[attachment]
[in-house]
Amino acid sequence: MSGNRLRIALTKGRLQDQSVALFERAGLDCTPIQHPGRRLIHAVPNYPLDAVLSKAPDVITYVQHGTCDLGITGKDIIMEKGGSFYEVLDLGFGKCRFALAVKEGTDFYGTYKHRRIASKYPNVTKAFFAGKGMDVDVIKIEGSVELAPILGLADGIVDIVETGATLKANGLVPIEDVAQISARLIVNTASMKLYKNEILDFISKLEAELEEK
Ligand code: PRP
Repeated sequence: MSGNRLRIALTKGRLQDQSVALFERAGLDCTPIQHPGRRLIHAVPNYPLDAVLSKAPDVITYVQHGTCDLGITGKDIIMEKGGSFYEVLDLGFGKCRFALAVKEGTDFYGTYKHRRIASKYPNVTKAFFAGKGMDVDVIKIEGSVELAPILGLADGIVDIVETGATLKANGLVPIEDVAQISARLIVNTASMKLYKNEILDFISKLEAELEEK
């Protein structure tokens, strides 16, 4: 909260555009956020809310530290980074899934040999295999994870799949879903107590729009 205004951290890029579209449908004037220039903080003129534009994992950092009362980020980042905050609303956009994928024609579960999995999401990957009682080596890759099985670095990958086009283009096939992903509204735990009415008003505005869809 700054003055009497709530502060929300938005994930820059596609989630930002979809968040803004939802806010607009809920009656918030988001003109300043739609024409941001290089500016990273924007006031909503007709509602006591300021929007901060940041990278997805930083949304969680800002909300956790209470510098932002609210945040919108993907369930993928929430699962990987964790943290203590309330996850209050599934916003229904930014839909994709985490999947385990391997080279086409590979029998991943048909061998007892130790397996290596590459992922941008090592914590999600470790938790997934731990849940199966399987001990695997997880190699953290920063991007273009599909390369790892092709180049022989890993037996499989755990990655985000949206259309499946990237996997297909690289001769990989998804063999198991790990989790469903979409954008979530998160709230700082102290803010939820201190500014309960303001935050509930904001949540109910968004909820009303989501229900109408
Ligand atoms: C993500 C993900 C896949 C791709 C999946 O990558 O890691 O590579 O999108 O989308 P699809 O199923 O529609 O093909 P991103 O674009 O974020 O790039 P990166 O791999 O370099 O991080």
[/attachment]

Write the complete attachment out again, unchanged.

[in-house]
Amino acid sequence: MSGNRLRIALTKGRLQDQSVALFERAGLDCTPIQHPGRRLIHAVPNYPLDAVLSKAPDVITYVQHGTCDLGITGKDIIMEKGGSFYEVLDLGFGKCRFALAVKEGTDFYGTYKHRRIASKYPNVTKAFFAGKGMDVDVIKIEGSVELAPILGLADGIVDIVETGATLKANGLVPIEDVAQISARLIVNTASMKLYKNEILDFISKLEAELEEK
Ligand code: PRP
Repeated sequence: MSGNRLRIALTKGRLQDQSVALFERAGLDCTPIQHPGRRLIHAVPNYPLDAVLSKAPDVITYVQHGTCDLGITGKDIIMEKGGSFYEVLDLGFGKCRFALAVKEGTDFYGTYKHRRIASKYPNVTKAFFAGKGMDVDVIKIEGSVELAPILGLADGIVDIVETGATLKANGLVPIEDVAQISARLIVNTASMKLYKNEILDFISKLEAELEEK
């Protein structure tokens, strides 16, 4: 909260555009956020809310530290980074899934040999295999994870799949879903107590729009 205004951290890029579209449908004037220039903080003129534009994992950092009362980020980042905050609303956009994928024609579960999995999401990957009682080596890759099985670095990958086009283009096939992903509204735990009415008003505005869809 700054003055009497709530502060929300938005994930820059596609989630930002979809968040803004939802806010607009809920009656918030988001003109300043739609024409941001290089500016990273924007006031909503007709509602006591300021929007901060940041990278997805930083949304969680800002909300956790209470510098932002609210945040919108993907369930993928929430699962990987964790943290203590309330996850209050599934916003229904930014839909994709985490999947385990391997080279086409590979029998991943048909061998007892130790397996290596590459992922941008090592914590999600470790938790997934731990849940199966399987001990695997997880190699953290920063991007273009599909390369790892092709180049022989890993037996499989755990990655985000949206259309499946990237996997297909690289001769990989998804063999198991790990989790469903979409954008979530998160709230700082102290803010939820201190500014309960303001935050509930904001949540109910968004909820009303989501229900109408
Ligand atoms: C993500 C993900 C896949 C791709 C999946 O990558 O890691 O590579 O999108 O989308 P699809 O199923 O529609 O093909 P991103 O674009 O974020 O790039 P990166 O791999 O370099 O991080």